‘A lifeline for me . . . ‘: HOPES program provides help, support, and hope
September 1, 2023
When Clarissa Haglid stepped up to the podium at the National Restaurant Association Educational Foundation’s Hospitality/Pathways Conference last month in Washington, D.C., she represented the Food Bank of Delaware, the Delaware Restaurant Association (DRA) . . . and a lot more. She literally became the face of hope at the HOPES (Hospitality Opportunities For People (Re)Entering Society) Conference; she’s on the path from incarceration to redemption through training in the hospitality industry.
She graduated last week from the Food Bank’s Culinary School in Newark, and she’s already the first HOPES participant – nationally – to be accepted into a line cook’s apprenticeship at the Embassy Suites in Newark. And her aspirations don’t stop there!
Clarissa, a Wilmington resident, credits Dr. Dwight Boney, Baylor Women’s Correctional Institution education director, with connecting her to the HOPES program; she was immediately interested in the Food Bank’s culinary training program; transportation is provided, and that was a bonus. Clarissa connected with Briyana Freeman, the HOPES Coordinator at the Food Bank of Delaware. The Food Bank is one of the one of the National Restaurant Association’s community-based organization partners. She connects with state Department of Education directors within the state’s Department of Corrections facilities.
After serving nearly four years in prison, Clarissa applied for the program, was interviewed on Zoom, and advanced into work-release status – a lower level of supervision. “I can go to work; I’m on probation, but I’m free with some restrictions,” Clarissa said. As the mom to two boys, she said her sons “need to see resilience, not just despair. People want to learn. My experience at the Food Bank of Delaware has been a lifeline for me, being back in society. It’s helped my mental health, helped me regain confidence. I still have something to offer, and I’m able to reach people. I have support. Even thought I did something horrendous, people forgive me,” Clarissa said. “For a while, I thought Briyana’s name was Hope. I always knew that God had an opportunity for me. I just didn’t know what it would be,” she added. “Dr. Boney moves mountains for women, but I had to be willing to participate. I had to jump in. With the hospitality and restaurant industry, there’s so much opportunity out there. I didn’t realize how big a heart people have. You have to dream.”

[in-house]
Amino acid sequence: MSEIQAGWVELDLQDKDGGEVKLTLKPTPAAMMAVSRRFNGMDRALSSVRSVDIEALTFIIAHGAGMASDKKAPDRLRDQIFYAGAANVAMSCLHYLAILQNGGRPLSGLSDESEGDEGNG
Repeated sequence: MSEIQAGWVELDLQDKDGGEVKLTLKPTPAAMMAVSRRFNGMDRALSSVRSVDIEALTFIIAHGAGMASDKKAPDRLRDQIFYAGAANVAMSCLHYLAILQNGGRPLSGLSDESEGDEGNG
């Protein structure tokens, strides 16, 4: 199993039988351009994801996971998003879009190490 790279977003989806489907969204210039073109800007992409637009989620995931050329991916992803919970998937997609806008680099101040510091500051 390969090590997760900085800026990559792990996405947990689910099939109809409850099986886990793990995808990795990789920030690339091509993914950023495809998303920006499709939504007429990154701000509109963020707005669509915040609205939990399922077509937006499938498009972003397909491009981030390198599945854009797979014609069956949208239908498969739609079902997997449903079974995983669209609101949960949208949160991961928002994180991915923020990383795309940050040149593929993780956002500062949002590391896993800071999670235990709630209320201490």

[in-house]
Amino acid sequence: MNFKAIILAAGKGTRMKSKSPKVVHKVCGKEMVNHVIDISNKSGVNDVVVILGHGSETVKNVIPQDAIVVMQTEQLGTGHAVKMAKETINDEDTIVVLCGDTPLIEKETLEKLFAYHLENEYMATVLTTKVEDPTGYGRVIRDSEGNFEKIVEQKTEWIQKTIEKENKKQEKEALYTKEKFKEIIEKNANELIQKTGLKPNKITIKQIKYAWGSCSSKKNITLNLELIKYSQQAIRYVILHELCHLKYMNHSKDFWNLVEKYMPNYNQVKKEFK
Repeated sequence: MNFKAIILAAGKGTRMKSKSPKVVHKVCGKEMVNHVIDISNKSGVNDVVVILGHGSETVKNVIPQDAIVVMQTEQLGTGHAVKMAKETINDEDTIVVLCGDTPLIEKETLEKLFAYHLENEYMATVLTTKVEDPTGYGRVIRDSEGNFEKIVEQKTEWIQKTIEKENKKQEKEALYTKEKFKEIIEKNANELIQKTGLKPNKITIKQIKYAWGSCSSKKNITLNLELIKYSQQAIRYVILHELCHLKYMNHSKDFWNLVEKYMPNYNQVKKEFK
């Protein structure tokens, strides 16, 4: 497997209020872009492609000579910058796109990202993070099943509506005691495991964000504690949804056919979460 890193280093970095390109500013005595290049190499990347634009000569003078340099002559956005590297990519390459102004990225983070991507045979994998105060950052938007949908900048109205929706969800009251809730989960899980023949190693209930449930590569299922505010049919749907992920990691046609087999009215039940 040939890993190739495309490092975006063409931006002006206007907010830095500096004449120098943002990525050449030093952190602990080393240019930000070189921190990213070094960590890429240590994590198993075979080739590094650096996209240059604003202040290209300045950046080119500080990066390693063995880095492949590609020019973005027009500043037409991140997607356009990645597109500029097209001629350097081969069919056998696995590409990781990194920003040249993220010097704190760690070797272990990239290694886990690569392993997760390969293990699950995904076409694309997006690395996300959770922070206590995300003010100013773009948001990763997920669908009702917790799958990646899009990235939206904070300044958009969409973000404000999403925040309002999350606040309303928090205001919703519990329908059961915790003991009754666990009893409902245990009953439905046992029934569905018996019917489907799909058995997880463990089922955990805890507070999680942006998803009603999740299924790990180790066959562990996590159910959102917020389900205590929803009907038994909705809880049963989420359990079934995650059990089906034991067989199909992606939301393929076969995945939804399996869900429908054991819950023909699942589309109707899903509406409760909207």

Although there are culinary training programs within the Department of Corrections’ facilities, providing an opportunity for justice-involved people to obtain some training, many want to earn credentials. In addition, prior to release into Level 4, Clarissa worked with Briyana to learn soft skills – communication, time management, teamwork – all necessary skills needed for success in the restaurant industry.
The Delaware Restaurant Association’s Educational Foundation, HOPES’ sponsor in the First State, is working to secure funding needed to continue the pilot program that sunsets in December. Since the program’s inception three years ago, 200 people have been enrolled – not all in the hospitality industry. There are 47 people still connected, according to Raelynn Grogram, Senior Director of the DRA’s Educational Foundation; five of them are employed.
What’s next for Clarissa? “I want to do a TED talk about re-entry, about the criminal justice system, about the programs and opportunities. We’re in need of education for women, like the Food Bank and HOPES. Education is the key to life, survival, and change.”